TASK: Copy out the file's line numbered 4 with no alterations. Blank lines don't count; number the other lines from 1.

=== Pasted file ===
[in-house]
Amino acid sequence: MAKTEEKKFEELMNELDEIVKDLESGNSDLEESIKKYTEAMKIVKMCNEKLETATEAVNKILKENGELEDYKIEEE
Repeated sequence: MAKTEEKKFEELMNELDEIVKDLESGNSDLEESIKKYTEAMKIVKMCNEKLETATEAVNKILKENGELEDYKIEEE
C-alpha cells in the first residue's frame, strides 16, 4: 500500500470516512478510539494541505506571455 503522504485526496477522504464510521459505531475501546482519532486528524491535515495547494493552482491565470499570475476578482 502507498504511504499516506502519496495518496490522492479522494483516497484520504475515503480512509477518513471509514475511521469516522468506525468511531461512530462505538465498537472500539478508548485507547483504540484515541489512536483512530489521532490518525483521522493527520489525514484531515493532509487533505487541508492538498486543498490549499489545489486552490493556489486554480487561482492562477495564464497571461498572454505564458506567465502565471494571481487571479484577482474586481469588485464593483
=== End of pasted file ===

C-alpha cells in the first residue's frame, strides 16, 4: 500500500470516512478510539494541505506571455 503522504485526496477522504464510521459505531475501546482519532486528524491535515495547494493552482491565470499570475476578482 502507498504511504499516506502519496495518496490522492479522494483516497484520504475515503480512509477518513471509514475511521469516522468506525468511531461512530462505538465498537472500539478508548485507547483504540484515541489512536483512530489521532490518525483521522493527520489525514484531515493532509487533505487541508492538498486543498490549499489545489486552490493556489486554480487561482492562477495564464497571461498572454505564458506567465502565471494571481487571479484577482474586481469588485464593483